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The downside is with no consistent world rules technology comes and goes as needed Deus ex machina to get characters from A to B, or to resolve impossible conflicts instantly. Star Trek is among the worst offenders for casually discovering or inventing a world-breaking technology on a weekly basis and just as quickly ignoring it. Technobabble is used not to inform the viewer but to talk over their heads. That isn't science fiction, it's just trying to awe with pseudo-intellectual wordsalad.

Another unfortunate staple of Space Opera is reductively amplifying every conflict to an ancient battle of Good verses Evil (looking at you, Babylon5). I think this is more a case of reductio ad absurdum, or just bad writing. How old is this conflict? Since The Dawn of Time…, wait no, before that even… Why rely on dry technology infodumps to explain the setup if you can have a juicy prophecy with built-in foreshadowing to get the action moving? Also why develop characters with believable motives when you can just have space nazis? Most genre clichés probably have a grandfather that did it well, followed by hundreds of derivatives that did it to death.

Supernatural magic is not necessary, but it's the corollary to Clark's Third Law "Any sufficiently advanced technology is indistinguishable from magic." Only in this case it's actually magic but we'll say some technobabble so it sounds like advanced technology.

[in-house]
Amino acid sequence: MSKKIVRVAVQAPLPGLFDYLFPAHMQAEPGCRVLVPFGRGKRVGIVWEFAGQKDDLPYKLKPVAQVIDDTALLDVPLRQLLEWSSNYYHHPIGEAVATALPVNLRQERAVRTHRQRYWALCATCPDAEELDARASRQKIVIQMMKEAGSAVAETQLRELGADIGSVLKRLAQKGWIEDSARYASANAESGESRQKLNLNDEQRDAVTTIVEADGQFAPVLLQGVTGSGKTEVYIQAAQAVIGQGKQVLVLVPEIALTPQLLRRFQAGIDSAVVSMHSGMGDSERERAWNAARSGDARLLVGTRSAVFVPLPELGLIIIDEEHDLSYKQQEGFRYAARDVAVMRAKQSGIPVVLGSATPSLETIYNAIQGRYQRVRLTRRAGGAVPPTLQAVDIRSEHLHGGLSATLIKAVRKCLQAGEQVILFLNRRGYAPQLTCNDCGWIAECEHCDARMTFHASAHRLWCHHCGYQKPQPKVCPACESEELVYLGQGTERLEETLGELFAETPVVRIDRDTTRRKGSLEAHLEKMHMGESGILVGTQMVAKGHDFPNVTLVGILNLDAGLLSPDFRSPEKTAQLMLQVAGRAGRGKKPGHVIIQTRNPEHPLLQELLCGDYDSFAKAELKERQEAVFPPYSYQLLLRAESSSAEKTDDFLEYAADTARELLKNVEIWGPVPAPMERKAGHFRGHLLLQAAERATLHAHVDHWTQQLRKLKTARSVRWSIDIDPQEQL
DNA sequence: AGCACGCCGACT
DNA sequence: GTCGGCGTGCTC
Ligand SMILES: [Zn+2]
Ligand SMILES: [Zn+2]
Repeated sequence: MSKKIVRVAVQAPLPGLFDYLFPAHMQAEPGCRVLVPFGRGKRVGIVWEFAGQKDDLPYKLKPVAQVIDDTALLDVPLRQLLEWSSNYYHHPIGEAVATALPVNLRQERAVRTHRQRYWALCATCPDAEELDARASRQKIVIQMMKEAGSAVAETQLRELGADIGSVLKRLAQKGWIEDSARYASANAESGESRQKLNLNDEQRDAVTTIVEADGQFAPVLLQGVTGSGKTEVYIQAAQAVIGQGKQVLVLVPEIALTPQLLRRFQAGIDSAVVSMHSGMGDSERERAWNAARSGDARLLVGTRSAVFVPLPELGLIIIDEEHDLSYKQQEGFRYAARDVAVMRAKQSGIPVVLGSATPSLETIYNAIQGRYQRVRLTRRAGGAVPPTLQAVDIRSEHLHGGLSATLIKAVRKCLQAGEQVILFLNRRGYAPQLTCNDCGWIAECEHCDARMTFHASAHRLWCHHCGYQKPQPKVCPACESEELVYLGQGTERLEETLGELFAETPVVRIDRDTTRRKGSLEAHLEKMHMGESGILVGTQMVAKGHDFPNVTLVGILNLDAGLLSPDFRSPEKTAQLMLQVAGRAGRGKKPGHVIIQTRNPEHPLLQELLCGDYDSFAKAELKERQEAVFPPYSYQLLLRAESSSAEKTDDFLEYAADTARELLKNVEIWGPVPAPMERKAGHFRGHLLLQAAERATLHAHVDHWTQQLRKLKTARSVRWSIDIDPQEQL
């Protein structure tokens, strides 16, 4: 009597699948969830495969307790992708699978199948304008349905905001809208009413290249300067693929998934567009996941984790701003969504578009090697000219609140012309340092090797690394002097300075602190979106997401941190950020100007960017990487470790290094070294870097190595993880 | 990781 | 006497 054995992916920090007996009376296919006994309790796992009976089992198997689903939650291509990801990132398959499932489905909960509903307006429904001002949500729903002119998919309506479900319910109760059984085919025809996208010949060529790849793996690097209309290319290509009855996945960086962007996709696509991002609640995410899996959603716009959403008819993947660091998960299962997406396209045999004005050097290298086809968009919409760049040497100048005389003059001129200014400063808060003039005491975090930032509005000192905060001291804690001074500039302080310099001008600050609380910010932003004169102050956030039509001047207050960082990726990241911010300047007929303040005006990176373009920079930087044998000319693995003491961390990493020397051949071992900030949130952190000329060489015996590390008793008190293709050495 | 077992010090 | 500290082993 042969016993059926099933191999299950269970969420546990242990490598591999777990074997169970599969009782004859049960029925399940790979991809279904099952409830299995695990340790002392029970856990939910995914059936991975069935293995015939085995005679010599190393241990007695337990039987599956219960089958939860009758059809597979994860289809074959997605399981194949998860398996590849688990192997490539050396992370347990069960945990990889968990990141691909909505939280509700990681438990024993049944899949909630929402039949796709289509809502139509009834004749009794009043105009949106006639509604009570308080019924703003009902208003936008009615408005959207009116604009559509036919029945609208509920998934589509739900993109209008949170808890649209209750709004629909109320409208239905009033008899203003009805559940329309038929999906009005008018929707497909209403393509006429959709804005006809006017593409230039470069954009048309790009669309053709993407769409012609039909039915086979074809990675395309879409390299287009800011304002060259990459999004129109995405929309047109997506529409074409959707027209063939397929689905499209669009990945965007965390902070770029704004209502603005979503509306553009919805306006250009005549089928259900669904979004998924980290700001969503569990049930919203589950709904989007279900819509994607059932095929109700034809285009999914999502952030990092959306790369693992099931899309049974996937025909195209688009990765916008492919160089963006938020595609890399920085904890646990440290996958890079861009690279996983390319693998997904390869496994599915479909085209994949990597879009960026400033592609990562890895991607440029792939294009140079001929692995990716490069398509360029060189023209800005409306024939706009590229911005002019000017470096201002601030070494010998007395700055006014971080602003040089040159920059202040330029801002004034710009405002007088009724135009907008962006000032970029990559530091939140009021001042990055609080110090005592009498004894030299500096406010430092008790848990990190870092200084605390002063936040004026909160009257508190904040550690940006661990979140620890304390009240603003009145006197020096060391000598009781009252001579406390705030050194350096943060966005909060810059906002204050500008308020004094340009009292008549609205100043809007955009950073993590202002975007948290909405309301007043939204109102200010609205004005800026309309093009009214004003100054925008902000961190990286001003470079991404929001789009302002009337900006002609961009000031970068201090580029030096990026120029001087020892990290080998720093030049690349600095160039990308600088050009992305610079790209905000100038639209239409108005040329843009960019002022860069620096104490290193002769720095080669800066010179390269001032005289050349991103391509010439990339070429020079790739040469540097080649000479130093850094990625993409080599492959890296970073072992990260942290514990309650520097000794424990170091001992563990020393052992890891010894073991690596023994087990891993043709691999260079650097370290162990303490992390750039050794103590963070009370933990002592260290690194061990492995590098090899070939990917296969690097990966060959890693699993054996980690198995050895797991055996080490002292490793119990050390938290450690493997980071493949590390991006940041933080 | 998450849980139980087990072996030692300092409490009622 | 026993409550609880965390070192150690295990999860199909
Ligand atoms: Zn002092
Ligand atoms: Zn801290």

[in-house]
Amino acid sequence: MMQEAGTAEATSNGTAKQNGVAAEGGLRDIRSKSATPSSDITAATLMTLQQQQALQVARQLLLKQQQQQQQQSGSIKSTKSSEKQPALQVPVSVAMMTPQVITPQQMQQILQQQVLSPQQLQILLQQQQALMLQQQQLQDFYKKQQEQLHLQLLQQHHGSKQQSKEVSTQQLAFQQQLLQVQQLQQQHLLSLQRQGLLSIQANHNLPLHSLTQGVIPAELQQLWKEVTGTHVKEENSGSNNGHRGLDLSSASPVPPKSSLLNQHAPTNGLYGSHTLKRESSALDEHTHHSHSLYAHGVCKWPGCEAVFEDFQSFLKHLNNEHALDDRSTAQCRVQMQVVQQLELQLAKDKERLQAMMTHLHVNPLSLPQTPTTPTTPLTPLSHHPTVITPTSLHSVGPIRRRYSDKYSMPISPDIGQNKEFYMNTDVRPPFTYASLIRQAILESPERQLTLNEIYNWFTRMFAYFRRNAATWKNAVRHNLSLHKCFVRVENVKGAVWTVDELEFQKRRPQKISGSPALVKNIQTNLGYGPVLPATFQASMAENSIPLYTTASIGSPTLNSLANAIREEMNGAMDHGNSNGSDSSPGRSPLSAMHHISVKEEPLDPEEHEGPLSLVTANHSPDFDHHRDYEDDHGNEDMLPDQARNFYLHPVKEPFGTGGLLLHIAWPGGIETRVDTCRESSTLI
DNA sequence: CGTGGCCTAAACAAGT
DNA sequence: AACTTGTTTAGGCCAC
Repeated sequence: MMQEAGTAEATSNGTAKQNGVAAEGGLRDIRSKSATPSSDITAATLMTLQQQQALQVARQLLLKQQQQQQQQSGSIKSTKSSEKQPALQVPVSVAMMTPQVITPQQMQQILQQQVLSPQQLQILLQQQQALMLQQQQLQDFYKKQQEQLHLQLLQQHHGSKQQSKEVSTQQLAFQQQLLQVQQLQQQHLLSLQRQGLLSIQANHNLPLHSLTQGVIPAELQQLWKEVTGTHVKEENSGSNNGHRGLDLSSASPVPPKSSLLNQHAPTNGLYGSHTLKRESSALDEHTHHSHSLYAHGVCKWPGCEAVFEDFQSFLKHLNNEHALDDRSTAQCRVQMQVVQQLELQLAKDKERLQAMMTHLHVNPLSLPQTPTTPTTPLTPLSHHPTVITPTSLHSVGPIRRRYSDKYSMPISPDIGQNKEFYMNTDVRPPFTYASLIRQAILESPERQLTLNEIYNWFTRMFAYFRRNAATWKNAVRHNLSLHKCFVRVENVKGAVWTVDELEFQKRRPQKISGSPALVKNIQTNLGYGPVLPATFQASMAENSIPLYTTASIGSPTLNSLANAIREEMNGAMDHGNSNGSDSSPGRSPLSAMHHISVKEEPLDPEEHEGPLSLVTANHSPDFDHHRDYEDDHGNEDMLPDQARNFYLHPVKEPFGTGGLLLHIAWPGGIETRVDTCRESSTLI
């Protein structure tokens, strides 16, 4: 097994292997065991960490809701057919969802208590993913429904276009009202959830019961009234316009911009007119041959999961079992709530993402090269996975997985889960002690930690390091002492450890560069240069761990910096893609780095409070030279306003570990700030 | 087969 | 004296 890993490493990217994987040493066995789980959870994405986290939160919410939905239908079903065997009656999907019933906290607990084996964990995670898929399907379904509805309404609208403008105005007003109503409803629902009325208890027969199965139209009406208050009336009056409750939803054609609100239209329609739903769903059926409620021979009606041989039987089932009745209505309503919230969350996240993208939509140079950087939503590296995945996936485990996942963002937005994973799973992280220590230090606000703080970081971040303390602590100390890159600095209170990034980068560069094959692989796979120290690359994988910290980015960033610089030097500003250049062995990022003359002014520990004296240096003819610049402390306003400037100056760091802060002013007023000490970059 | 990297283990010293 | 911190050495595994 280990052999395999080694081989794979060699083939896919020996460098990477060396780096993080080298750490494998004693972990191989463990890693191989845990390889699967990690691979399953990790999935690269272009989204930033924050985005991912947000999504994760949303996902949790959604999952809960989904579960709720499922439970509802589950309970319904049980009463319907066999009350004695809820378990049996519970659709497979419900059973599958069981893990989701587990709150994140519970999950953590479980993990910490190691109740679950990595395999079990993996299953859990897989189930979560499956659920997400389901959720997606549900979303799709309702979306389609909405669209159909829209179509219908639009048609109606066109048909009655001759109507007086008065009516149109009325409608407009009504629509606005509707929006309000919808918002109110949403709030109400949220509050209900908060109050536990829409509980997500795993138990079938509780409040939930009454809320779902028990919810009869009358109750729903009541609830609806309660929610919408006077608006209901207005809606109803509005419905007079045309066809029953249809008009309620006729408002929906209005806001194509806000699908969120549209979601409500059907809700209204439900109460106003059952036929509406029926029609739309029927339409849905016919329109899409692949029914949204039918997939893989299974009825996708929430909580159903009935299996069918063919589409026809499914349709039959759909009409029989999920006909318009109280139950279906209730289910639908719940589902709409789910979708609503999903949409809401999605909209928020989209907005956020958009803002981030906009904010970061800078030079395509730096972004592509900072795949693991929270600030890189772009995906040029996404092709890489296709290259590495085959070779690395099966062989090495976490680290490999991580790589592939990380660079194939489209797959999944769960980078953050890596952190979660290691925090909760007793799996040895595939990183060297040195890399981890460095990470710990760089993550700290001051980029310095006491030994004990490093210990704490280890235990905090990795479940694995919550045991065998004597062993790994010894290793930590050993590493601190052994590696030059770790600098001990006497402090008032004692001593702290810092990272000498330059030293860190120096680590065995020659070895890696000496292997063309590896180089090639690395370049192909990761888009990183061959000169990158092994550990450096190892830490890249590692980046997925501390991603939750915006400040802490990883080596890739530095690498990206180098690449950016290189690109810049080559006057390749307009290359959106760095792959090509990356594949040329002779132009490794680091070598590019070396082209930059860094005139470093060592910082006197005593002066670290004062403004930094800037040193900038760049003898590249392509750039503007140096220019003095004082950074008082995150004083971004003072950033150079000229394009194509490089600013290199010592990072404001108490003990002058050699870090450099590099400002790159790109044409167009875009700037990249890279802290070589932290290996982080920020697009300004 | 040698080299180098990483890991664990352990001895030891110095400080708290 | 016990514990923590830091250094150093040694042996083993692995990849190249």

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It doesn't have to feature supernatural abilities.

However, consider what is the 'theme', something that you can always revolve your stories about, repeatedly. To be successful, you must be able to immerse the player into your story (or, overwhelm them with stunning graphic, gameplay, or sound effect, but this won't help your story).

Supernatural ability fascinate people because most people at some point in their life imagine if they have a supernatural power, so they can associate and identify themselves with the characters.

If you take this supernatural ability away, you must focus on other area which people can identify to. Romance, parody, or even hard science. A story about black hole may be a good start.

For a basic start, see this article, especially the FAQ. Research well on other space operas.

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"Any sufficiently advanced technology is indistinguishable from magic."--Arthur C. Clarke.